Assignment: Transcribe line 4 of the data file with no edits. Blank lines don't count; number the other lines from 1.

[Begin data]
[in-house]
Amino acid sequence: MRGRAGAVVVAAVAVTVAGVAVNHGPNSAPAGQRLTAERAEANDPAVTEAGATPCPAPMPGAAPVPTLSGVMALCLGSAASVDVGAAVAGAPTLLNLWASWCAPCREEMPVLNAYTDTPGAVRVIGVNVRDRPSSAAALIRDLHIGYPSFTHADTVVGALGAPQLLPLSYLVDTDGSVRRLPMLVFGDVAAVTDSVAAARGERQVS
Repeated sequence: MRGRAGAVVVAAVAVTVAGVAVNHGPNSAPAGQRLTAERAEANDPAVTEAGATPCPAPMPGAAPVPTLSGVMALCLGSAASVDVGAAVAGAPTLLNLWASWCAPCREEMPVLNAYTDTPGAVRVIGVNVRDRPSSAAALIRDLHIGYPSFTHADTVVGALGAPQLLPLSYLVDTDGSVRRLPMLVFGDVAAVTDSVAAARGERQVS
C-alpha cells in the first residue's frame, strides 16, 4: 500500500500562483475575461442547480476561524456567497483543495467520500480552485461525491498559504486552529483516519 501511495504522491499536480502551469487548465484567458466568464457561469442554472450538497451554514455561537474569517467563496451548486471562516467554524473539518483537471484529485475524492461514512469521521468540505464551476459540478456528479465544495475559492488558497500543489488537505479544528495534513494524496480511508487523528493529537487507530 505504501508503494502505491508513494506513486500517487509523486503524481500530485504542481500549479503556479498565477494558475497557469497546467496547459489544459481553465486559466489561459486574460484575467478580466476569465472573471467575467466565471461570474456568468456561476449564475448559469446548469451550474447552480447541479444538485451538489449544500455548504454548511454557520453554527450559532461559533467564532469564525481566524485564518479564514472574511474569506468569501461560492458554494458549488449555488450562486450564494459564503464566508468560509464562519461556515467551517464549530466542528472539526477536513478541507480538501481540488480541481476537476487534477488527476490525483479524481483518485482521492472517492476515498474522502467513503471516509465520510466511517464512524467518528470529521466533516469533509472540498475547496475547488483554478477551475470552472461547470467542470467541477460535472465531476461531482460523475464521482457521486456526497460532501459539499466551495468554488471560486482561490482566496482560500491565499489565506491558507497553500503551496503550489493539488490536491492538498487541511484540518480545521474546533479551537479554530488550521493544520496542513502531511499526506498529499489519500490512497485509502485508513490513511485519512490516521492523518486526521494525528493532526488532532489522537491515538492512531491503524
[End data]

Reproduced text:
C-alpha cells in the first residue's frame, strides 16, 4: 500500500500562483475575461442547480476561524456567497483543495467520500480552485461525491498559504486552529483516519 501511495504522491499536480502551469487548465484567458466568464457561469442554472450538497451554514455561537474569517467563496451548486471562516467554524473539518483537471484529485475524492461514512469521521468540505464551476459540478456528479465544495475559492488558497500543489488537505479544528495534513494524496480511508487523528493529537487507530 505504501508503494502505491508513494506513486500517487509523486503524481500530485504542481500549479503556479498565477494558475497557469497546467496547459489544459481553465486559466489561459486574460484575467478580466476569465472573471467575467466565471461570474456568468456561476449564475448559469446548469451550474447552480447541479444538485451538489449544500455548504454548511454557520453554527450559532461559533467564532469564525481566524485564518479564514472574511474569506468569501461560492458554494458549488449555488450562486450564494459564503464566508468560509464562519461556515467551517464549530466542528472539526477536513478541507480538501481540488480541481476537476487534477488527476490525483479524481483518485482521492472517492476515498474522502467513503471516509465520510466511517464512524467518528470529521466533516469533509472540498475547496475547488483554478477551475470552472461547470467542470467541477460535472465531476461531482460523475464521482457521486456526497460532501459539499466551495468554488471560486482561490482566496482560500491565499489565506491558507497553500503551496503550489493539488490536491492538498487541511484540518480545521474546533479551537479554530488550521493544520496542513502531511499526506498529499489519500490512497485509502485508513490513511485519512490516521492523518486526521494525528493532526488532532489522537491515538492512531491503524